Survey of the Bible 22. ‘Retirement’ and latter Judean Ministry 29 AD

In the previous class it became increasingly clear that Jesus was not offering political salvation but individual salvation and spiritual, people still today do not want to hear about their spiritual need and find the gospel unpalatable.
April in the year 29 Jesus enters the ‘retirement ministry’ as Hendriksen calls it. He goes to Phoenicians. Mark 7:24-30 fulfilling Simeon’s prophesy (Luke 2:25-38).

‘He went to his own but his own received him not’ (John1:11), but these Gentiles put the Jews to shame: was faith like her’s found in all Israel? She responds in the way God expects. God calls us sinners and we, at Tabernacle, are used to that but it is offensive to the people unused to it. But we come to God unworthy of even so much as a crumb, yet knowing that crumb would be grace enough. Mark 7 and 8:
We discussed the irony that Jesus charged them to not tell anyone about him and they did, whereas we are told to speak and are reluctant! But of course both are disobedient! His time had not yet come but also they misinterpret the signs.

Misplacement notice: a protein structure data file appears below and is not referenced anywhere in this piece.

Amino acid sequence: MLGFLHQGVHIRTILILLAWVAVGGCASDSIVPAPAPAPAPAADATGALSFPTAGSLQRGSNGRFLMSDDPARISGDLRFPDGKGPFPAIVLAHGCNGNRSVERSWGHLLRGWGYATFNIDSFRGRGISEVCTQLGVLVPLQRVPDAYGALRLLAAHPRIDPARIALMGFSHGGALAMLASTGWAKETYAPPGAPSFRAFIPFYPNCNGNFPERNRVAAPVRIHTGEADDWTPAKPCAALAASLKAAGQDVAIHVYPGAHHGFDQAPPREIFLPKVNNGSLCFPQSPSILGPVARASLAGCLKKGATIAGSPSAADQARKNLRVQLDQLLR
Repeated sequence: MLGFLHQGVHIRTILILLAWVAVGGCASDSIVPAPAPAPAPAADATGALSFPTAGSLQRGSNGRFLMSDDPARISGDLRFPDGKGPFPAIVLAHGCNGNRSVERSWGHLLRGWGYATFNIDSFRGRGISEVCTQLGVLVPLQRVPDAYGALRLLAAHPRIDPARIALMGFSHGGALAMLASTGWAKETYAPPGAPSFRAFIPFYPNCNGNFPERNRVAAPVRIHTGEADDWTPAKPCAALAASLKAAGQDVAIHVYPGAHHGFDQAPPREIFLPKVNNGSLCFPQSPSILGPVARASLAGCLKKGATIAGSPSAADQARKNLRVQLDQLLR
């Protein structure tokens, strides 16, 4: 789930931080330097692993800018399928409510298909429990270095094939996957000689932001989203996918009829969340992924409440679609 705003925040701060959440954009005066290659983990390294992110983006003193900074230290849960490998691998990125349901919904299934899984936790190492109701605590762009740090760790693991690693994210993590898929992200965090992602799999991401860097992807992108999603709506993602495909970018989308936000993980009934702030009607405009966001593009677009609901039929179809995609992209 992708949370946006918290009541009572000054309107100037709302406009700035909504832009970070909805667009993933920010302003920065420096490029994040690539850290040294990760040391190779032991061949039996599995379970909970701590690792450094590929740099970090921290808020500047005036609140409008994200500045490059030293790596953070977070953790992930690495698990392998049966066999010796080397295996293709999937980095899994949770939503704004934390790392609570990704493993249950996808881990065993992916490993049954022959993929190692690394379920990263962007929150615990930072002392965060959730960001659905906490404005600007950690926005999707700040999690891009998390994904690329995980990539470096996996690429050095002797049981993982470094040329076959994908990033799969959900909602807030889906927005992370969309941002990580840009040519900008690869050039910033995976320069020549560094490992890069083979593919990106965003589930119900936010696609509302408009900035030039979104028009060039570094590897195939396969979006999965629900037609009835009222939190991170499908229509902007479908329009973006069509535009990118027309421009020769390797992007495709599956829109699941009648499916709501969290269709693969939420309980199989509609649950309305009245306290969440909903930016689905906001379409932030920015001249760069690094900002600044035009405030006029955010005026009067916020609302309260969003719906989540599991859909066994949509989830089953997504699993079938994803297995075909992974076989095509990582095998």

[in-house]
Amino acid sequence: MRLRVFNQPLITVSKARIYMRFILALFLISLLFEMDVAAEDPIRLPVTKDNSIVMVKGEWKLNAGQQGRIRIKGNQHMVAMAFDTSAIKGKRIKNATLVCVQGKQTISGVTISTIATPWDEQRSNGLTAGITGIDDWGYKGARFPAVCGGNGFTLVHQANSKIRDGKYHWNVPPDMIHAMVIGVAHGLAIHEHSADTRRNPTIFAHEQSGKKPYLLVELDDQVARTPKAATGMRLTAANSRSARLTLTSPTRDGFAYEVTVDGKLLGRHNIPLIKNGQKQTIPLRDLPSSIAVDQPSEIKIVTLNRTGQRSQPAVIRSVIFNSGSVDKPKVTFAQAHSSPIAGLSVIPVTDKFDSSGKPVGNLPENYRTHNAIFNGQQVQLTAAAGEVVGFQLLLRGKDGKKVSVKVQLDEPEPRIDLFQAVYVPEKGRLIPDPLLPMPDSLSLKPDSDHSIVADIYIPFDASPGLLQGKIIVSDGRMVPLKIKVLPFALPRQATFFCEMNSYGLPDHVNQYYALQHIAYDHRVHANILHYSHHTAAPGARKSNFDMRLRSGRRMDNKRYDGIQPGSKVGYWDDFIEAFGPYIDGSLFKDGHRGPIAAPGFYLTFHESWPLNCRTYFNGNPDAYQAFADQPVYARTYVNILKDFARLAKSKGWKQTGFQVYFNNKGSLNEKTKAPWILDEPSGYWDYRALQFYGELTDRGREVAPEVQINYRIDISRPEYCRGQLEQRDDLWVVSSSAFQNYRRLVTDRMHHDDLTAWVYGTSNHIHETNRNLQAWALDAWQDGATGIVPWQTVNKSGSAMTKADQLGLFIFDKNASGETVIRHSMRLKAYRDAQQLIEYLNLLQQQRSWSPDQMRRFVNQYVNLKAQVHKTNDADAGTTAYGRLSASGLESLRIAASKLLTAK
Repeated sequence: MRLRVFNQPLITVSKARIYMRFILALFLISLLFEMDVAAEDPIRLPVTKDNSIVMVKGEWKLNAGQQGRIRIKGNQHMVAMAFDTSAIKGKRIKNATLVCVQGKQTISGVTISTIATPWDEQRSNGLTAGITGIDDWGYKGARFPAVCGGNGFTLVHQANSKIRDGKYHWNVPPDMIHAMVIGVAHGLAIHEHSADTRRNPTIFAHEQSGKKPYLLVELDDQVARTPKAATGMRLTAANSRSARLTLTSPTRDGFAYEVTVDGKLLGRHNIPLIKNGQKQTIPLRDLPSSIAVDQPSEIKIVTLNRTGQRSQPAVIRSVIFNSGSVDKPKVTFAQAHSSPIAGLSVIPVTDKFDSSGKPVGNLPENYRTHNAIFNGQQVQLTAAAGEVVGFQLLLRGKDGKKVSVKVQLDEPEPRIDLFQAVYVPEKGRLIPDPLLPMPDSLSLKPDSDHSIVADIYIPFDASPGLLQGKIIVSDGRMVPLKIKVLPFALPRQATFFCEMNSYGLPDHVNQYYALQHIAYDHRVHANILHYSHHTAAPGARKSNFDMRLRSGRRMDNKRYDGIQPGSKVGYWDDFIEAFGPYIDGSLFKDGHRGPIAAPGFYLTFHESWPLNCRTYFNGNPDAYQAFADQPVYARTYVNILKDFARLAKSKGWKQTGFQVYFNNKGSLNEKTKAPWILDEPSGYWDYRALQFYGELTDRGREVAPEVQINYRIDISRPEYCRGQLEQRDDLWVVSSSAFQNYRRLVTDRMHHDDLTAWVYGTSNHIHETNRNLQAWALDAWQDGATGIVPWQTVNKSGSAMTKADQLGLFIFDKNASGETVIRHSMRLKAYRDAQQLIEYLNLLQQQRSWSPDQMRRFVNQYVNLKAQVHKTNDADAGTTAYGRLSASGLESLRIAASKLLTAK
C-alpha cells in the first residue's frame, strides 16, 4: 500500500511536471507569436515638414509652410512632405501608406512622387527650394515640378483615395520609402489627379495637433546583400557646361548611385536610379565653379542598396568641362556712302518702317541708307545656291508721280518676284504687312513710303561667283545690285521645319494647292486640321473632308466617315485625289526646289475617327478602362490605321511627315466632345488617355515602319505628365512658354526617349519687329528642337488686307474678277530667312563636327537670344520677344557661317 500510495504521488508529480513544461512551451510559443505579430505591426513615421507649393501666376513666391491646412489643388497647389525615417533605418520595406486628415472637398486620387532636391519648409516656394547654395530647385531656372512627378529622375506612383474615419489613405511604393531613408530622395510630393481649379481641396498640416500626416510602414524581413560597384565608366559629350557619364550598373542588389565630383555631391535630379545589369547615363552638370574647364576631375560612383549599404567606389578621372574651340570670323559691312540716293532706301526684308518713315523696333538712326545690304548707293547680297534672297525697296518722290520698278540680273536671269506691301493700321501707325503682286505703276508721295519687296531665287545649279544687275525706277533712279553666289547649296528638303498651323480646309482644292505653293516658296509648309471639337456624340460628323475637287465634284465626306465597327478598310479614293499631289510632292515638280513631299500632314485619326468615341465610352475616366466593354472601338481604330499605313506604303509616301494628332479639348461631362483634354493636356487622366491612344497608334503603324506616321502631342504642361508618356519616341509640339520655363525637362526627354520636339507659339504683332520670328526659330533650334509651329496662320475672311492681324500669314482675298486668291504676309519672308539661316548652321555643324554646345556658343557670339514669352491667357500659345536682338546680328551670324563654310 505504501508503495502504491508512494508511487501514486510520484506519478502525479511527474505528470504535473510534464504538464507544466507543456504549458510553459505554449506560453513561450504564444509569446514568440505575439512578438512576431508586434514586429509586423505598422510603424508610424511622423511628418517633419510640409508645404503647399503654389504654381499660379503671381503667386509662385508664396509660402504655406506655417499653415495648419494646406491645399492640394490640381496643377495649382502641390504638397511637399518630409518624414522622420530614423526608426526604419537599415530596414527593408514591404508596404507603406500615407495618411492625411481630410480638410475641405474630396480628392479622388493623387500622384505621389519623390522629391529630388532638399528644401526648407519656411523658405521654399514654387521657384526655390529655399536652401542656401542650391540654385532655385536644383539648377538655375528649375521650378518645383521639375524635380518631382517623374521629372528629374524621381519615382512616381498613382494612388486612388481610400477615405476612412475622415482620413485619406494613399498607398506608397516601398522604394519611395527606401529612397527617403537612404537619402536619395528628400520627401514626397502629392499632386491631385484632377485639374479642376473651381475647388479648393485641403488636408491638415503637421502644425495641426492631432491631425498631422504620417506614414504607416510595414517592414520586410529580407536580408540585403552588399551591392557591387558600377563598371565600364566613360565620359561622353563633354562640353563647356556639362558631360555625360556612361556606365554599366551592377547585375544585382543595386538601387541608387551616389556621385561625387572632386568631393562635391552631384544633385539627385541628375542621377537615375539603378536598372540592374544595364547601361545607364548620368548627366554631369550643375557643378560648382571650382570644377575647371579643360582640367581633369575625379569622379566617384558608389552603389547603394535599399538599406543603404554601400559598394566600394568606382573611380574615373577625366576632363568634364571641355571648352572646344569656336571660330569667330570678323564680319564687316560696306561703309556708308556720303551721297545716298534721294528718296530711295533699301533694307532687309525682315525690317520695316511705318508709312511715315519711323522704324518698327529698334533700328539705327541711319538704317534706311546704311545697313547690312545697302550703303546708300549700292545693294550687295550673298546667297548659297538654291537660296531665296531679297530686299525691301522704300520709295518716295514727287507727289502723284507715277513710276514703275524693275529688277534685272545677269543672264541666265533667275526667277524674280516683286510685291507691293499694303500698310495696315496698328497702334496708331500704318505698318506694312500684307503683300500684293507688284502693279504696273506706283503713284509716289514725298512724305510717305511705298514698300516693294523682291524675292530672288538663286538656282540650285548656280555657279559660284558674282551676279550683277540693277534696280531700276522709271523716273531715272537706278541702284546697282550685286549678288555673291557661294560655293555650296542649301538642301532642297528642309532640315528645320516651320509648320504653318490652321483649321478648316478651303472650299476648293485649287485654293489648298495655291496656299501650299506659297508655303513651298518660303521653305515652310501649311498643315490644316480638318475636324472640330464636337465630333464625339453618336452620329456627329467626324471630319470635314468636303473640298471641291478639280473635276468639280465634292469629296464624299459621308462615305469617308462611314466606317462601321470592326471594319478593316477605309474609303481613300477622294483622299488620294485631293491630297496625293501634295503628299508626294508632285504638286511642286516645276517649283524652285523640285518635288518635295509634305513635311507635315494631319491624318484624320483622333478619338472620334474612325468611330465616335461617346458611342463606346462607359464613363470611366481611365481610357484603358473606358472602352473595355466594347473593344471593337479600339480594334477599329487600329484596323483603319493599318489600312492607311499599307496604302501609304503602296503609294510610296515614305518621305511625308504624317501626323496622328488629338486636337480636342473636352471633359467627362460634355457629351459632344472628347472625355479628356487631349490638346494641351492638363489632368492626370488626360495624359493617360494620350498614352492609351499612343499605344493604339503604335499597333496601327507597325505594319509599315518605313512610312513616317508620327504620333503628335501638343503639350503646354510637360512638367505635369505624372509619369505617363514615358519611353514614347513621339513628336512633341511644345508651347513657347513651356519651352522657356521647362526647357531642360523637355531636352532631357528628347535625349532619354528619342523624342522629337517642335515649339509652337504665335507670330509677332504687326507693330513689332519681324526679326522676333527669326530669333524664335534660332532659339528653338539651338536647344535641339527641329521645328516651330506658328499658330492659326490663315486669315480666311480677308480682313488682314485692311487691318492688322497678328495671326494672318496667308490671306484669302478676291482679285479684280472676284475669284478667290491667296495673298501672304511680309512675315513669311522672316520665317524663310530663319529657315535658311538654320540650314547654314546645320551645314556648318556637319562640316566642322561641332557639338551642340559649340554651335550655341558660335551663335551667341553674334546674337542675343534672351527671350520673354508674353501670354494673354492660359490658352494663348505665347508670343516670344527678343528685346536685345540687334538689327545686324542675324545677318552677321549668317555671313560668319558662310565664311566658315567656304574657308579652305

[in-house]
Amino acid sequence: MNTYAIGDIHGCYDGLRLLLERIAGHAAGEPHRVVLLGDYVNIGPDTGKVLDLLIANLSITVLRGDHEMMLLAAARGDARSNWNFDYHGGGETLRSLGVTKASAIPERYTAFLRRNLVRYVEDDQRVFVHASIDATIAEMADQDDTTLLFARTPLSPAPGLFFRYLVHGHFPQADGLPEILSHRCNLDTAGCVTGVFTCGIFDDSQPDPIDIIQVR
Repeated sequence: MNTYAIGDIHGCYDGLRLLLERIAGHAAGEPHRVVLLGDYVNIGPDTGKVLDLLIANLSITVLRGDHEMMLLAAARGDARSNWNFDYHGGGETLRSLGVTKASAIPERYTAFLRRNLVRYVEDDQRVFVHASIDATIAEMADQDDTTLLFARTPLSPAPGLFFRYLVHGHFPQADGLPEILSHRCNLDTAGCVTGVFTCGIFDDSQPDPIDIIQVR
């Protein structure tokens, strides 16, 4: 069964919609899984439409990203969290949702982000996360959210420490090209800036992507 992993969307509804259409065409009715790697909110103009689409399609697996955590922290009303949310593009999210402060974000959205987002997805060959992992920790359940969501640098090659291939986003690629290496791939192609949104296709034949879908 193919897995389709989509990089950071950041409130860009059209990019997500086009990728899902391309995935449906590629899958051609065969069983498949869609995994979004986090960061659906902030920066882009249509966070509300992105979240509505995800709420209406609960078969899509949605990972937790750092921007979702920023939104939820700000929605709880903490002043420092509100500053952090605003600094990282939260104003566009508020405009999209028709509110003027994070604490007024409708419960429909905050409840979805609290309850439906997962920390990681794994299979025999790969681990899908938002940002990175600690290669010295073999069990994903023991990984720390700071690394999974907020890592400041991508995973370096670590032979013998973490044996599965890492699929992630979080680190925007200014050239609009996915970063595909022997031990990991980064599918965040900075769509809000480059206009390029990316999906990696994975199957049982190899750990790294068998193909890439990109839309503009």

Jesus takes the blind man by the hand v23: what must that have been like?! Trusting the Saviour to lead us blind. That is how we must go, trusting our whole soul into his care and leading. This two-stage healing was not a case of ‘trial and error’. The first stage was at least ‘better than nothing’, like conversion we are not perfected and so we have to go on honestly with God, admitting we need further grace.
God is not constrained to a few methods. Theology comes into focus gradually for many converts.
Still north in Caesarea Phillippi, Mark 8:27 is a partial revelation that he is the Messiah. From here we see him speaking of his sufferings. Matt 16 – Peter did not like that. Perhaps because of what it implied about his own life. The Catholics like this because Peter was thought to be the first appointed pope and those in succession. The most basic inspection of the way the words were framed in the original showed that Jesus is the Rock 1 Peter 2:4-8 is written by Peter who did not draw attention to himself there. ‘Petra’ only refers to Christ. Catholics counter that Matt 16:19 shows that Peter gets the keys! But in Matt 18:18 now he is speaking to all the apostles, so it is not just that Peter alone has the keys – ie. preaching the gospel and church discipline and government, for example, whether to loose or retain the moral and ceremonial law for the Church – they had the authority to take that kind of decision.

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